The estimated lung cancer deaths attributable to indoor radon exposure were based on Canadian Cancer Statistics 2011(11). In 2011, there were 20 600 deaths from lung cancer in Canada (11 300 in men and 9300 in women). As in BEIR VI, it was assumed that 95 % of lung cancer deaths in men and 90 % of lung cancer deaths in women are ever-smokers.
The ARs for Canadian males are 0.153 for ever-smokers and 0.294 for never-smokers. This means that, of the 11 300 lung cancers in men reported for the year 2011, 1805 were attributable to radon exposure. This is the sum of 1639 (11 300 × 0.95 × 0.1527) in ever-smokers and 166 (11 300 × 0.05 × 0.2945) in never-smokers. Details are given in column 5 of Table 1. The theoretical estimates show that 16 % of lung cancer deaths among Canadian males are attributable to indoor radon exposure.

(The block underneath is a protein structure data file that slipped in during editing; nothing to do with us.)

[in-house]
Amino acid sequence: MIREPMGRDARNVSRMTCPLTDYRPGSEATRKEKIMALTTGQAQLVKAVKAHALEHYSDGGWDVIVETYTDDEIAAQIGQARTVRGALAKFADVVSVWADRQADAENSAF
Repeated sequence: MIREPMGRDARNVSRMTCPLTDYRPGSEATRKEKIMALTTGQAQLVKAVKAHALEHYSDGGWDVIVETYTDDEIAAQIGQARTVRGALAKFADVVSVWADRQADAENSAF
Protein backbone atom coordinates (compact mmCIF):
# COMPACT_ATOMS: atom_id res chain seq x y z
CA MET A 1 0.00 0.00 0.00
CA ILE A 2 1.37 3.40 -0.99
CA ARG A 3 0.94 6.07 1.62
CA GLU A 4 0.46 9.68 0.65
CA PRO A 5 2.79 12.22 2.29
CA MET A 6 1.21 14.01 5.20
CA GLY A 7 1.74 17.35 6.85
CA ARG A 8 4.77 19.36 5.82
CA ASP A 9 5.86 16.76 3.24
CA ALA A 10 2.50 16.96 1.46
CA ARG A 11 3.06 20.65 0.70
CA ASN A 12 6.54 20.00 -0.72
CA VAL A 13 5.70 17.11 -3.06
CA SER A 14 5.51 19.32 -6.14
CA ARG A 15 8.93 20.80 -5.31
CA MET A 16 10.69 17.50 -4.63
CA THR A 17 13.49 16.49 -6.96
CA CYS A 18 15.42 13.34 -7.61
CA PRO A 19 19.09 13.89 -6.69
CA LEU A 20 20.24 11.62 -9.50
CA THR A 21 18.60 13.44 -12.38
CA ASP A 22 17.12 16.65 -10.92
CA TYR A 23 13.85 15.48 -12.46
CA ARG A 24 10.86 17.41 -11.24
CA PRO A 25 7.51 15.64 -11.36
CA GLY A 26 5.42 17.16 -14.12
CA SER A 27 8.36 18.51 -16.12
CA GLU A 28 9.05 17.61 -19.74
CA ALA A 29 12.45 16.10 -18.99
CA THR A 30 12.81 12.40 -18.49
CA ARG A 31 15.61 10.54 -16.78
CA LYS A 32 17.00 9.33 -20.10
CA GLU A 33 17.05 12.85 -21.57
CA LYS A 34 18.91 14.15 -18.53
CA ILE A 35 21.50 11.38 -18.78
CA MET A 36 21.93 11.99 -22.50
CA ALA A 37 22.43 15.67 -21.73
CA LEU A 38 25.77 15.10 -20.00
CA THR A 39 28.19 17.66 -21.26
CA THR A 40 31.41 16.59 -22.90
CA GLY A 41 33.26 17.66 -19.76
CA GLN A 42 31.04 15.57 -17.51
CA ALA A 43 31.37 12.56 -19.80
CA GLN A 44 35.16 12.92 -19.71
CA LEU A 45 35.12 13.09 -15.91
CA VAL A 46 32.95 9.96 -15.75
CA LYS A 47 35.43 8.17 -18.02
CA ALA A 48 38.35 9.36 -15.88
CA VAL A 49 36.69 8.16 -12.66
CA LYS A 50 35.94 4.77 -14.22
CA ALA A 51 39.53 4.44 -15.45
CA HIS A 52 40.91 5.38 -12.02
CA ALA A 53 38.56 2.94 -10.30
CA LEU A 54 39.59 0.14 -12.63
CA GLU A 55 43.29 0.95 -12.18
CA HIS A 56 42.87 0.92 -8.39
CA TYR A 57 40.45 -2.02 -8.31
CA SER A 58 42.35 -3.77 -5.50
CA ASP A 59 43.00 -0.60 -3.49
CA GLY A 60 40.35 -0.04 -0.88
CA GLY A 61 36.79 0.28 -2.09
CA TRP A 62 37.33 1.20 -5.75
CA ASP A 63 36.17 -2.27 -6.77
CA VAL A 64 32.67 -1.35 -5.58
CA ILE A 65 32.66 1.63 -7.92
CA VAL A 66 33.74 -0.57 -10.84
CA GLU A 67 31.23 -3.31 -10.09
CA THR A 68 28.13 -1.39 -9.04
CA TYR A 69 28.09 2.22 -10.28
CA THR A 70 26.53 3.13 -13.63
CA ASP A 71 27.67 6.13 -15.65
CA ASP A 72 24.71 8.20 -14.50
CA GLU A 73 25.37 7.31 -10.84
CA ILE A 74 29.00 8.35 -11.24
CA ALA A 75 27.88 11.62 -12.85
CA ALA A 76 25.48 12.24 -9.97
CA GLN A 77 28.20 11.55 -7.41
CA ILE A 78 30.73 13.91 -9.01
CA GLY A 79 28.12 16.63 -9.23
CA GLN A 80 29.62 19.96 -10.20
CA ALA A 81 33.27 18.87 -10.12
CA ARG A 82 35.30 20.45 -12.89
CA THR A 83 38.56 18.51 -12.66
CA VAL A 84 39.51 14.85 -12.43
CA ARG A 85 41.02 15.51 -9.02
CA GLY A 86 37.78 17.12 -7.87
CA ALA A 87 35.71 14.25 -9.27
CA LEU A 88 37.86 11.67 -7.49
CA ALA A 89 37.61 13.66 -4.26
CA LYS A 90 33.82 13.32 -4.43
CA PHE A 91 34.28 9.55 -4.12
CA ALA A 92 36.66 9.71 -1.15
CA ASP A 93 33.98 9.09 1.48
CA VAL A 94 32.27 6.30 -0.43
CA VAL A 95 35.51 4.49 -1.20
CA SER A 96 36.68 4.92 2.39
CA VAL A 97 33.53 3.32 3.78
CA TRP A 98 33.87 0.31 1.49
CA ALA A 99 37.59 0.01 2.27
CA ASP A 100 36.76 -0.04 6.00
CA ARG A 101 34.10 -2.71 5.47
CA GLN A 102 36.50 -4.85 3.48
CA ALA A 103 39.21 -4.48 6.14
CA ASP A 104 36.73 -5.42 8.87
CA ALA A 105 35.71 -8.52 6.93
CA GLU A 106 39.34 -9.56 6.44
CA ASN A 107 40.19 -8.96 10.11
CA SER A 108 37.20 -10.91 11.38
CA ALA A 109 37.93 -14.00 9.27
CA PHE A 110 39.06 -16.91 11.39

The ARs for Canadian females are 0.143 for ever-smokers and 0.278 for never-smokers, which gave 1456 radon-induced lung cancer deaths (1198 in ever-smokers and 258 in never-smokers) for the year 2011. Details are given in column 5 of Table 2. As in the case of Canadian males, the theoretical estimates show that 16 % of lung cancer deaths among Canadian females are attributable to indoor radon exposure.